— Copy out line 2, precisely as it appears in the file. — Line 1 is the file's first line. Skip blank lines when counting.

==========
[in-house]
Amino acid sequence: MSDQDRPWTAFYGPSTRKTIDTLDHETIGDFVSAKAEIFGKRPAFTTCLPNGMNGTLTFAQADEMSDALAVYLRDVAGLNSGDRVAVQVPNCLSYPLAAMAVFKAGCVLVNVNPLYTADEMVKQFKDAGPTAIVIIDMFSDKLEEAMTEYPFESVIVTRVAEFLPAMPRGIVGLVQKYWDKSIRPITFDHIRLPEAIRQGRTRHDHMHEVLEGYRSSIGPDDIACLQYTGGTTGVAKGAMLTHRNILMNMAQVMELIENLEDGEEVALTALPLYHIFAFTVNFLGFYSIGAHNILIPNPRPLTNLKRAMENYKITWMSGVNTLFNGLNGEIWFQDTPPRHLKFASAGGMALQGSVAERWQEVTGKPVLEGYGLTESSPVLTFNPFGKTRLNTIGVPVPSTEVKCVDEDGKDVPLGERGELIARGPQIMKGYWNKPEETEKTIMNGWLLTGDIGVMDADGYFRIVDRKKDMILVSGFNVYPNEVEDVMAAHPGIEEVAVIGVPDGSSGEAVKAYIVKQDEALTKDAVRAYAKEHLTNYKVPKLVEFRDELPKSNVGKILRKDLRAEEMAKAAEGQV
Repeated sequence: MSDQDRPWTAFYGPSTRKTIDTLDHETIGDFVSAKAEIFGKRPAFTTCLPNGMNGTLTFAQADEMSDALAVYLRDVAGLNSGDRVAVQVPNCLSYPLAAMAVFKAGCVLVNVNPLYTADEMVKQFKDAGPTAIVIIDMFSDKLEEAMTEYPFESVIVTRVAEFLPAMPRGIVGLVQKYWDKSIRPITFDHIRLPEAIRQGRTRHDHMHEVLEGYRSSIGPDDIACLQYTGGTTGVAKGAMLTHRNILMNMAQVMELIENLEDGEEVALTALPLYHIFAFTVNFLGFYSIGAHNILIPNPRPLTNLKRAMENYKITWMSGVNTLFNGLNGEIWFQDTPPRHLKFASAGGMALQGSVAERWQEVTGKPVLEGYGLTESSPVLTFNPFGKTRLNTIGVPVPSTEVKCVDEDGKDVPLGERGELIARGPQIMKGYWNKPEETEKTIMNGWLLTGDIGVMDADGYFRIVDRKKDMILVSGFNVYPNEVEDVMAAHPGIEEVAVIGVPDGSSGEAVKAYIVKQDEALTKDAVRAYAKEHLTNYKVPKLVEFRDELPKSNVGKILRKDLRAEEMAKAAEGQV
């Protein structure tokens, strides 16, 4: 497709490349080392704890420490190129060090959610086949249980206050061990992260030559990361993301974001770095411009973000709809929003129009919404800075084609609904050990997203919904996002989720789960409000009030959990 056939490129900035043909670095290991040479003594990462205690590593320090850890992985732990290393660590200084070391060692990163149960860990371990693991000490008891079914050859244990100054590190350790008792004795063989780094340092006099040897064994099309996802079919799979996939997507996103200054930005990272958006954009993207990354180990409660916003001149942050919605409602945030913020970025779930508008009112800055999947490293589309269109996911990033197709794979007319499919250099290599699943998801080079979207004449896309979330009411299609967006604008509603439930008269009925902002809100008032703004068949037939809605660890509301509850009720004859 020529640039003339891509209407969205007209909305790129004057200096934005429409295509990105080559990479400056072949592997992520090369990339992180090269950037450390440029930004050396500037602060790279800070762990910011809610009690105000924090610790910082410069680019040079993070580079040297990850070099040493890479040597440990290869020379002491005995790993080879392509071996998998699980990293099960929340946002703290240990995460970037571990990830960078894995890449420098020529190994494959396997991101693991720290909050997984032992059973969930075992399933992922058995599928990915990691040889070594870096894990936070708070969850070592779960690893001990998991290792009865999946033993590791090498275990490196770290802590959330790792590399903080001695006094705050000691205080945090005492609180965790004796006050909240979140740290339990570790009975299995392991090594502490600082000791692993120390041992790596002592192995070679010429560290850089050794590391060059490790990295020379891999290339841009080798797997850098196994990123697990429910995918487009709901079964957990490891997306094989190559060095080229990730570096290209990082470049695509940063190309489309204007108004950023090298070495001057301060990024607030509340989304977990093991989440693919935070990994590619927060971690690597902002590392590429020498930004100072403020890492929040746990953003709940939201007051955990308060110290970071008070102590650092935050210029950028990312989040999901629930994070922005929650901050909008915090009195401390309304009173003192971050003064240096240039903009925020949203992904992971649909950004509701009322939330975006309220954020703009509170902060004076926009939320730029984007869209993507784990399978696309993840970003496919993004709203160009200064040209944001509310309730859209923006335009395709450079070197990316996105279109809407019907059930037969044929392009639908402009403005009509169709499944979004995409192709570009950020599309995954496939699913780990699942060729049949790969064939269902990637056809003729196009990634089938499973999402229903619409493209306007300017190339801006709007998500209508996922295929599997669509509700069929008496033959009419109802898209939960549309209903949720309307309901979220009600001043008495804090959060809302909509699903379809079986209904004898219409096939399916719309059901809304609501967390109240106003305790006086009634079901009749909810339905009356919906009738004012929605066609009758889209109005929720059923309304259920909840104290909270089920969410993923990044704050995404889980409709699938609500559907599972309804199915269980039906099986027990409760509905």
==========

Amino acid sequence: MSDQDRPWTAFYGPSTRKTIDTLDHETIGDFVSAKAEIFGKRPAFTTCLPNGMNGTLTFAQADEMSDALAVYLRDVAGLNSGDRVAVQVPNCLSYPLAAMAVFKAGCVLVNVNPLYTADEMVKQFKDAGPTAIVIIDMFSDKLEEAMTEYPFESVIVTRVAEFLPAMPRGIVGLVQKYWDKSIRPITFDHIRLPEAIRQGRTRHDHMHEVLEGYRSSIGPDDIACLQYTGGTTGVAKGAMLTHRNILMNMAQVMELIENLEDGEEVALTALPLYHIFAFTVNFLGFYSIGAHNILIPNPRPLTNLKRAMENYKITWMSGVNTLFNGLNGEIWFQDTPPRHLKFASAGGMALQGSVAERWQEVTGKPVLEGYGLTESSPVLTFNPFGKTRLNTIGVPVPSTEVKCVDEDGKDVPLGERGELIARGPQIMKGYWNKPEETEKTIMNGWLLTGDIGVMDADGYFRIVDRKKDMILVSGFNVYPNEVEDVMAAHPGIEEVAVIGVPDGSSGEAVKAYIVKQDEALTKDAVRAYAKEHLTNYKVPKLVEFRDELPKSNVGKILRKDLRAEEMAKAAEGQV